Maine Game Warden Jonathan Parker had planned to spend Saturday with friends, enjoying the Maine outdoors. Instead, after an angler discovered a cow moose mired in the mud of Pushaw Stream, he spent the day up to his waist in muck, helping a team of would-be rescuers as they tried to save the animal’s life.
The moose didn’t make it — but not for a lack of trying.
“When you get the opportunity to try to save one of Maine’s big game animals, we do go to extra lengths,” Parker said. “Some people probably say we’re crazy, but this is what we sign up to do. I raised my right hand and swore an oath to serve and protect Maine’s fish and wildlife as well as Maine citizens.”
David Hadden was the angler who contacted Parker on Friday evening after spotting the moose mired in three feet of mud near shore. Parker reached out to Maine Department of Inland Fisheries and Wildlife moose biologist Lee Kantar, as well as retired game warden Jim Fahey, who was familiar with Pushaw Stream and access points. Rustin Ames and Chip McKnight completed the team that headed for the stream on Saturday morning.
Parker said the group wasn’t exactly sure what equipment to take with them. They used two small boats with outboard motors to ferry the gear to the moose, and after surveying the situation, Kantar sedated the moose using a hypodermic needle at the end of a pole, and the crew got to work.
Fahey and Ames hopped out into the muck, which was about waist-deep. Fahey’s responsibility was keeping the moose’s nose and mouth out of the water, while Kantar and Ames worked to get a strap under the moose’s chest, just behind her front legs.
Kantar said that the crew wasn’t sure how long the moose had been mired in the mud. It was at least hours, but could have been a couple of days.
Parker and McKnight took a capstan winch, which he had purchased years earlier to take on a moose hunt, and attached it to a tree. Then the group winched the moose ashore.
That was “Plan A,” according to Parker, and he said it went about as smoothly as the group could have hoped.
After fitting her with a collar and moving her farther inland, so that she wouldn’t stumble back into the mud, Kantar administered a drug to reverse the sedative’s effect, and the crew retreated.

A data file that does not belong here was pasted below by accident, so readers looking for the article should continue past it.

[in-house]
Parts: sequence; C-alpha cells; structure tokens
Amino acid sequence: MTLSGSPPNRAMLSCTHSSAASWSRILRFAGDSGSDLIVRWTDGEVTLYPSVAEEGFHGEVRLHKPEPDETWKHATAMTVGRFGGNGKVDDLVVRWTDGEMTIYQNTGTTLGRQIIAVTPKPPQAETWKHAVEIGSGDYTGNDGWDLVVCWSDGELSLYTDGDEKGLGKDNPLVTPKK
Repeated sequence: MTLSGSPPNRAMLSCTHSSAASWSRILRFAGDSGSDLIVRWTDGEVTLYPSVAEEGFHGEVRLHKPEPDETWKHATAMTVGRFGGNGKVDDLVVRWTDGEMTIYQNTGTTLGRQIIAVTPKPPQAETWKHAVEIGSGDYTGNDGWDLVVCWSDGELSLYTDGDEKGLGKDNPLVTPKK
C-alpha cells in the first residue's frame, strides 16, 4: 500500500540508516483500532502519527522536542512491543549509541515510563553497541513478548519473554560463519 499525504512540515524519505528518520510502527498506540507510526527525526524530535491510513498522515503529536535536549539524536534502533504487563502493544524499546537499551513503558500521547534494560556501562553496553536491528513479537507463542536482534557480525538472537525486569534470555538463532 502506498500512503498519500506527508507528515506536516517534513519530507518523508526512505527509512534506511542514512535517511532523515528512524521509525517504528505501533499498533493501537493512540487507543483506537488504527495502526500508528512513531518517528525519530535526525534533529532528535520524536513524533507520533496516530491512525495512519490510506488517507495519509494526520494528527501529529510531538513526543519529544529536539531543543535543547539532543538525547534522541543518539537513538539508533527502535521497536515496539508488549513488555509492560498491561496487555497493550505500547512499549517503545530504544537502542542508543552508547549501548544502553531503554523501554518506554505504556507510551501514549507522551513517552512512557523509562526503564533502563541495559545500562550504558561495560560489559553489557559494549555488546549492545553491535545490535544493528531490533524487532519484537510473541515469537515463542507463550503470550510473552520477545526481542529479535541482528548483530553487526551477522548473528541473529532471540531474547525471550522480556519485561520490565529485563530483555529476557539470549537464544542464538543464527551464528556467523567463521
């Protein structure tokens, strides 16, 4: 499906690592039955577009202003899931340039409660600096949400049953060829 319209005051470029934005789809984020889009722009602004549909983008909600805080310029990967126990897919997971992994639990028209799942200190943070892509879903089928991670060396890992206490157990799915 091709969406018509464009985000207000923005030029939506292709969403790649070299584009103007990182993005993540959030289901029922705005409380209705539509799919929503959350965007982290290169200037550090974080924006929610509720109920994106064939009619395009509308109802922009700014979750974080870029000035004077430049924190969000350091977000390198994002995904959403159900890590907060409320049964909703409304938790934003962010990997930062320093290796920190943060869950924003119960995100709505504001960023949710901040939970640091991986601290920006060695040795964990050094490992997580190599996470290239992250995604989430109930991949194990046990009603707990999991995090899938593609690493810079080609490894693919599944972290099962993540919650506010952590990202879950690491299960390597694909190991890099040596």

In a perfect world, that rescue mission would have resulted in the moose happily lopping off into the woods, where it would live out its days in peace.
Unfortunately, that doesn’t appear to have happened. On Sunday night, Kantar said that the GPS collar he had attached to the animal showed the animal initially moved about 500 feet from where the rescue crew left it. Since then, it hasn’t moved at all. The collar has since been sending out a mortality signal.
Kantar planned to head back into the woods on Monday to double-check, but he was prepared for the worst-case scenario.
“There’s a small percent of hope,” Kantar said. “But I’m presuming she didn’t make it due to exhaustion.”
That doesn’t mean that the mission was a failure, though. Kantar said he was proud of the work the crew did.
“It demonstrates, with all the cynicism and all the armchair biologists [out there criticizing management decisions], we all care very deeply,” Kantar said. “We got a crew of guys there that did everything we could to give that cow moose a chance.”
Parker said he’d hoped for a better outcome.
“You’re definitely saddened. When you hear that you’ve potentially lost this animal after all that we went through, but you don’t actually think of that,” Parker said. “We had this goal in mind, to get this moose out of the mud and get her onto her feet again.”
They succeeded in doing that.
And he said he thinks the team would do the same thing again if given the chance.
“We did the best that we could. You can’t change the outcome. You hope for the best,” Parker said. “It’s frustrating, but if we got the call again today, we’d all jump in with both feet and both hands, ready to go to work.”